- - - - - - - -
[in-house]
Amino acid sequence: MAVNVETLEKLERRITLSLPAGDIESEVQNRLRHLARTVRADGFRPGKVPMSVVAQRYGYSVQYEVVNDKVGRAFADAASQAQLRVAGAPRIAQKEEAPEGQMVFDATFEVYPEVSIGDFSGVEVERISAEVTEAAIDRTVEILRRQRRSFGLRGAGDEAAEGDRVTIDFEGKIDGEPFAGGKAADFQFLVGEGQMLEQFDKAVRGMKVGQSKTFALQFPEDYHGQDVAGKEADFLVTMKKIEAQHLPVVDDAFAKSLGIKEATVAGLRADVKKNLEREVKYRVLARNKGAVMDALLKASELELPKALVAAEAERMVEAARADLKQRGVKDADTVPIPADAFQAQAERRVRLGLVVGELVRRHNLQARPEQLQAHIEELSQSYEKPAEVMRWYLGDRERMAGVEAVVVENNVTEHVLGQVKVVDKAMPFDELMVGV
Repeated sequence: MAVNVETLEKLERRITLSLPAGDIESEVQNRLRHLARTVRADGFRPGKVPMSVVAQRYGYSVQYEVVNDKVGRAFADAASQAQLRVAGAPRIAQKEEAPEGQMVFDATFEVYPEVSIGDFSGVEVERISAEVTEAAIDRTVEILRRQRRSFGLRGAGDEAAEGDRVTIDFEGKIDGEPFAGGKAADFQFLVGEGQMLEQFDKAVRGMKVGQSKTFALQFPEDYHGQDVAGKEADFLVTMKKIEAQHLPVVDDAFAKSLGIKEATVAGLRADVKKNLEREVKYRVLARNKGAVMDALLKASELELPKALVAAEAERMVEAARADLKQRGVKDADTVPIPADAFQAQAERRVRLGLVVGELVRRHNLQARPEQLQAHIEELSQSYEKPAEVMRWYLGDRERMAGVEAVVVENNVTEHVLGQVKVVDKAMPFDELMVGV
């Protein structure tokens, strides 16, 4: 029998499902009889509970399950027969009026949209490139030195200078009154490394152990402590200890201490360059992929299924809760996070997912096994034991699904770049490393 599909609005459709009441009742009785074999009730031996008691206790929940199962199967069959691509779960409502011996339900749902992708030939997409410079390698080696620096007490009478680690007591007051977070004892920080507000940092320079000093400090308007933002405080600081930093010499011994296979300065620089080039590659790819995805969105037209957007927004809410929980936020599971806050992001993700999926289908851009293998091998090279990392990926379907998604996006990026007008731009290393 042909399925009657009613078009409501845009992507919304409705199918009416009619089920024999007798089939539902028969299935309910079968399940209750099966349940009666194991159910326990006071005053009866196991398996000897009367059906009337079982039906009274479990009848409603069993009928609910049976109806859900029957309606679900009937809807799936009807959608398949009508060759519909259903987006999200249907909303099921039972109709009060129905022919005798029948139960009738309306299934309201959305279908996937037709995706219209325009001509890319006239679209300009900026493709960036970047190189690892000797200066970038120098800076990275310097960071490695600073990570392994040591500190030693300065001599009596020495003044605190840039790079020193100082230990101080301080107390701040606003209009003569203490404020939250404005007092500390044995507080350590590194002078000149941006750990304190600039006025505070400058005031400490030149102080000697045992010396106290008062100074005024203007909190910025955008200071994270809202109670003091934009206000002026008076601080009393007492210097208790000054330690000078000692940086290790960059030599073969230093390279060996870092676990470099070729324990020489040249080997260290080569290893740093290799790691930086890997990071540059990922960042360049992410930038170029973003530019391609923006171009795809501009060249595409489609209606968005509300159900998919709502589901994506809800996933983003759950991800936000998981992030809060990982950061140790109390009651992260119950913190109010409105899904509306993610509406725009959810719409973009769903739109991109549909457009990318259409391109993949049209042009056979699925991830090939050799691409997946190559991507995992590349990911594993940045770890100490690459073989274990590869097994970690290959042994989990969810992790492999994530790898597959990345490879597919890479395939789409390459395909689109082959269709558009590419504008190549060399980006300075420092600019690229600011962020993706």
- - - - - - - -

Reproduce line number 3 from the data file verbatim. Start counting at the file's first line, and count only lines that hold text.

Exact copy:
Repeated sequence: MAVNVETLEKLERRITLSLPAGDIESEVQNRLRHLARTVRADGFRPGKVPMSVVAQRYGYSVQYEVVNDKVGRAFADAASQAQLRVAGAPRIAQKEEAPEGQMVFDATFEVYPEVSIGDFSGVEVERISAEVTEAAIDRTVEILRRQRRSFGLRGAGDEAAEGDRVTIDFEGKIDGEPFAGGKAADFQFLVGEGQMLEQFDKAVRGMKVGQSKTFALQFPEDYHGQDVAGKEADFLVTMKKIEAQHLPVVDDAFAKSLGIKEATVAGLRADVKKNLEREVKYRVLARNKGAVMDALLKASELELPKALVAAEAERMVEAARADLKQRGVKDADTVPIPADAFQAQAERRVRLGLVVGELVRRHNLQARPEQLQAHIEELSQSYEKPAEVMRWYLGDRERMAGVEAVVVENNVTEHVLGQVKVVDKAMPFDELMVGV